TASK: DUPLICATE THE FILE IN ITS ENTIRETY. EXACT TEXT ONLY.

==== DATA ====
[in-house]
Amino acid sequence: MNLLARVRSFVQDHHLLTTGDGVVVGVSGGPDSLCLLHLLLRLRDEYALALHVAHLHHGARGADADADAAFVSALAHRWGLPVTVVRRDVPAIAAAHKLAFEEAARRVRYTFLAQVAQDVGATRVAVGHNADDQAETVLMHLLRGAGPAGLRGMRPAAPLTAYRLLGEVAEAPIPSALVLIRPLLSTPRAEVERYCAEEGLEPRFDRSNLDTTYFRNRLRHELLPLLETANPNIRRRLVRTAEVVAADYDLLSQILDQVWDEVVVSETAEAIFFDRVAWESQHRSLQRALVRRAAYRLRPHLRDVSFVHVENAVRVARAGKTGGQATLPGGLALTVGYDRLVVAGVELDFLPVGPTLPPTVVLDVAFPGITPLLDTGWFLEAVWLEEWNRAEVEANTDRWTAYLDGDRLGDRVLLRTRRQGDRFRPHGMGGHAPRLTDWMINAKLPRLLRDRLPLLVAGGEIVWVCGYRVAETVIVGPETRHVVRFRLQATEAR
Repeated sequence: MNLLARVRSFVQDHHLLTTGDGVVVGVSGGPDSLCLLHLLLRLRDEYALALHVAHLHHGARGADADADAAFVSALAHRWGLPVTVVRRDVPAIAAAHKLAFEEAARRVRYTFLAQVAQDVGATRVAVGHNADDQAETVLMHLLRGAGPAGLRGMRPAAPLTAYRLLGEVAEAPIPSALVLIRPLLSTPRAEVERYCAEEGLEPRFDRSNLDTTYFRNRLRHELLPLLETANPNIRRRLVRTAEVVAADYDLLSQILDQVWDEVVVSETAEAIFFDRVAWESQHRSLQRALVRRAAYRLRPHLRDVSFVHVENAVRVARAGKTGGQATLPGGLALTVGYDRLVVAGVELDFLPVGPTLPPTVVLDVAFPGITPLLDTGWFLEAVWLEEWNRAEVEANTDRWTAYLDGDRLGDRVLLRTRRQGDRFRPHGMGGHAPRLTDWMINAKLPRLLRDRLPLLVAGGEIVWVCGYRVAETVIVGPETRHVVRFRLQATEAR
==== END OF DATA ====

[in-house]
Amino acid sequence: MNLLARVRSFVQDHHLLTTGDGVVVGVSGGPDSLCLLHLLLRLRDEYALALHVAHLHHGARGADADADAAFVSALAHRWGLPVTVVRRDVPAIAAAHKLAFEEAARRVRYTFLAQVAQDVGATRVAVGHNADDQAETVLMHLLRGAGPAGLRGMRPAAPLTAYRLLGEVAEAPIPSALVLIRPLLSTPRAEVERYCAEEGLEPRFDRSNLDTTYFRNRLRHELLPLLETANPNIRRRLVRTAEVVAADYDLLSQILDQVWDEVVVSETAEAIFFDRVAWESQHRSLQRALVRRAAYRLRPHLRDVSFVHVENAVRVARAGKTGGQATLPGGLALTVGYDRLVVAGVELDFLPVGPTLPPTVVLDVAFPGITPLLDTGWFLEAVWLEEWNRAEVEANTDRWTAYLDGDRLGDRVLLRTRRQGDRFRPHGMGGHAPRLTDWMINAKLPRLLRDRLPLLVAGGEIVWVCGYRVAETVIVGPETRHVVRFRLQATEAR
Repeated sequence: MNLLARVRSFVQDHHLLTTGDGVVVGVSGGPDSLCLLHLLLRLRDEYALALHVAHLHHGARGADADADAAFVSALAHRWGLPVTVVRRDVPAIAAAHKLAFEEAARRVRYTFLAQVAQDVGATRVAVGHNADDQAETVLMHLLRGAGPAGLRGMRPAAPLTAYRLLGEVAEAPIPSALVLIRPLLSTPRAEVERYCAEEGLEPRFDRSNLDTTYFRNRLRHELLPLLETANPNIRRRLVRTAEVVAADYDLLSQILDQVWDEVVVSETAEAIFFDRVAWESQHRSLQRALVRRAAYRLRPHLRDVSFVHVENAVRVARAGKTGGQATLPGGLALTVGYDRLVVAGVELDFLPVGPTLPPTVVLDVAFPGITPLLDTGWFLEAVWLEEWNRAEVEANTDRWTAYLDGDRLGDRVLLRTRRQGDRFRPHGMGGHAPRLTDWMINAKLPRLLRDRLPLLVAGGEIVWVCGYRVAETVIVGPETRHVVRFRLQATEAR